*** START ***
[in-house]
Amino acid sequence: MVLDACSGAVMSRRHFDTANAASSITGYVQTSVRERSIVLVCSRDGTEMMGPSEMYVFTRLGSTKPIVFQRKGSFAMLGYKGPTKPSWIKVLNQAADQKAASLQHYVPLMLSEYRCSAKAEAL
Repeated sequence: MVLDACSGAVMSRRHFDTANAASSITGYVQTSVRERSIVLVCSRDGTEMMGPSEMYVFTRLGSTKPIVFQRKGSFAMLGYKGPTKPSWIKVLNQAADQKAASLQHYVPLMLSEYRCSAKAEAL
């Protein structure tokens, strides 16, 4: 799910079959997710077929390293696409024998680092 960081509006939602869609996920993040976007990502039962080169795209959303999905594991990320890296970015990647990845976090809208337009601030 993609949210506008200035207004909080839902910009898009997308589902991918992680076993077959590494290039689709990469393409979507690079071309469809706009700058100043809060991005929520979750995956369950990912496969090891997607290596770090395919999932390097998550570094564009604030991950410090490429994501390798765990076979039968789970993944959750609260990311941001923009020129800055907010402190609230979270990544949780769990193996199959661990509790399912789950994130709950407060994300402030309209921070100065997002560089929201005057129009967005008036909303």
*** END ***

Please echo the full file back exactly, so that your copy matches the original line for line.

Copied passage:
[in-house]
Amino acid sequence: MVLDACSGAVMSRRHFDTANAASSITGYVQTSVRERSIVLVCSRDGTEMMGPSEMYVFTRLGSTKPIVFQRKGSFAMLGYKGPTKPSWIKVLNQAADQKAASLQHYVPLMLSEYRCSAKAEAL
Repeated sequence: MVLDACSGAVMSRRHFDTANAASSITGYVQTSVRERSIVLVCSRDGTEMMGPSEMYVFTRLGSTKPIVFQRKGSFAMLGYKGPTKPSWIKVLNQAADQKAASLQHYVPLMLSEYRCSAKAEAL
């Protein structure tokens, strides 16, 4: 799910079959997710077929390293696409024998680092 960081509006939602869609996920993040976007990502039962080169795209959303999905594991990320890296970015990647990845976090809208337009601030 993609949210506008200035207004909080839902910009898009997308589902991918992680076993077959590494290039689709990469393409979507690079071309469809706009700058100043809060991005929520979750995956369950990912496969090891997607290596770090395919999932390097998550570094564009604030991950410090490429994501390798765990076979039968789970993944959750609260990311941001923009020129800055907010402190609230979270990544949780769990193996199959661990509790399912789950994130709950407060994300402030309209921070100065997002560089929201005057129009967005008036909303």